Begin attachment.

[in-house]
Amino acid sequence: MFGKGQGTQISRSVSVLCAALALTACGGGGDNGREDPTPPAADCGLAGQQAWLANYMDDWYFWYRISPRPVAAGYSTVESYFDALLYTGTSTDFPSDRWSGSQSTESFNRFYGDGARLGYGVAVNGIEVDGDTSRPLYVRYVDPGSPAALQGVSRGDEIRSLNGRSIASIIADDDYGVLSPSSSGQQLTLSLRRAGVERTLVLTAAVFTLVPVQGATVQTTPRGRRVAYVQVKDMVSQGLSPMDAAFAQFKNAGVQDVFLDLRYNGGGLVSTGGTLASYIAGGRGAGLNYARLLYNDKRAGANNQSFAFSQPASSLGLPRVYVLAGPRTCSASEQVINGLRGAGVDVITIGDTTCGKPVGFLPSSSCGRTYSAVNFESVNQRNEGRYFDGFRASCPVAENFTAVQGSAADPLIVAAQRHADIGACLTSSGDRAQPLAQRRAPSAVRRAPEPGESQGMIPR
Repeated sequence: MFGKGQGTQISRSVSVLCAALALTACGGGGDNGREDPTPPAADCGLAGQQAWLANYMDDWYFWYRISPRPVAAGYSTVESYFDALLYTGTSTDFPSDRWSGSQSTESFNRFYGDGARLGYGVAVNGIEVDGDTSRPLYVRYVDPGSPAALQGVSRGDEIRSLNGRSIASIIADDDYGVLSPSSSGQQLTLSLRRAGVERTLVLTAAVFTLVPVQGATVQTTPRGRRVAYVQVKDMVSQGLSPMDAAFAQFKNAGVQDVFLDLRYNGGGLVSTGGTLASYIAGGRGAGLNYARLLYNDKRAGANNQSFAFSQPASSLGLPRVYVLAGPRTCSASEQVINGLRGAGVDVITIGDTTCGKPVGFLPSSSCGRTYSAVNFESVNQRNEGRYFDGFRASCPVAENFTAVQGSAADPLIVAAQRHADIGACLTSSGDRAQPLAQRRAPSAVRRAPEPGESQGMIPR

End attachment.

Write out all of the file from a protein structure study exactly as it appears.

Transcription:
[in-house]
Amino acid sequence: MFGKGQGTQISRSVSVLCAALALTACGGGGDNGREDPTPPAADCGLAGQQAWLANYMDDWYFWYRISPRPVAAGYSTVESYFDALLYTGTSTDFPSDRWSGSQSTESFNRFYGDGARLGYGVAVNGIEVDGDTSRPLYVRYVDPGSPAALQGVSRGDEIRSLNGRSIASIIADDDYGVLSPSSSGQQLTLSLRRAGVERTLVLTAAVFTLVPVQGATVQTTPRGRRVAYVQVKDMVSQGLSPMDAAFAQFKNAGVQDVFLDLRYNGGGLVSTGGTLASYIAGGRGAGLNYARLLYNDKRAGANNQSFAFSQPASSLGLPRVYVLAGPRTCSASEQVINGLRGAGVDVITIGDTTCGKPVGFLPSSSCGRTYSAVNFESVNQRNEGRYFDGFRASCPVAENFTAVQGSAADPLIVAAQRHADIGACLTSSGDRAQPLAQRRAPSAVRRAPEPGESQGMIPR
Repeated sequence: MFGKGQGTQISRSVSVLCAALALTACGGGGDNGREDPTPPAADCGLAGQQAWLANYMDDWYFWYRISPRPVAAGYSTVESYFDALLYTGTSTDFPSDRWSGSQSTESFNRFYGDGARLGYGVAVNGIEVDGDTSRPLYVRYVDPGSPAALQGVSRGDEIRSLNGRSIASIIADDDYGVLSPSSSGQQLTLSLRRAGVERTLVLTAAVFTLVPVQGATVQTTPRGRRVAYVQVKDMVSQGLSPMDAAFAQFKNAGVQDVFLDLRYNGGGLVSTGGTLASYIAGGRGAGLNYARLLYNDKRAGANNQSFAFSQPASSLGLPRVYVLAGPRTCSASEQVINGLRGAGVDVITIGDTTCGKPVGFLPSSSCGRTYSAVNFESVNQRNEGRYFDGFRASCPVAENFTAVQGSAADPLIVAAQRHADIGACLTSSGDRAQPLAQRRAPSAVRRAPEPGESQGMIPR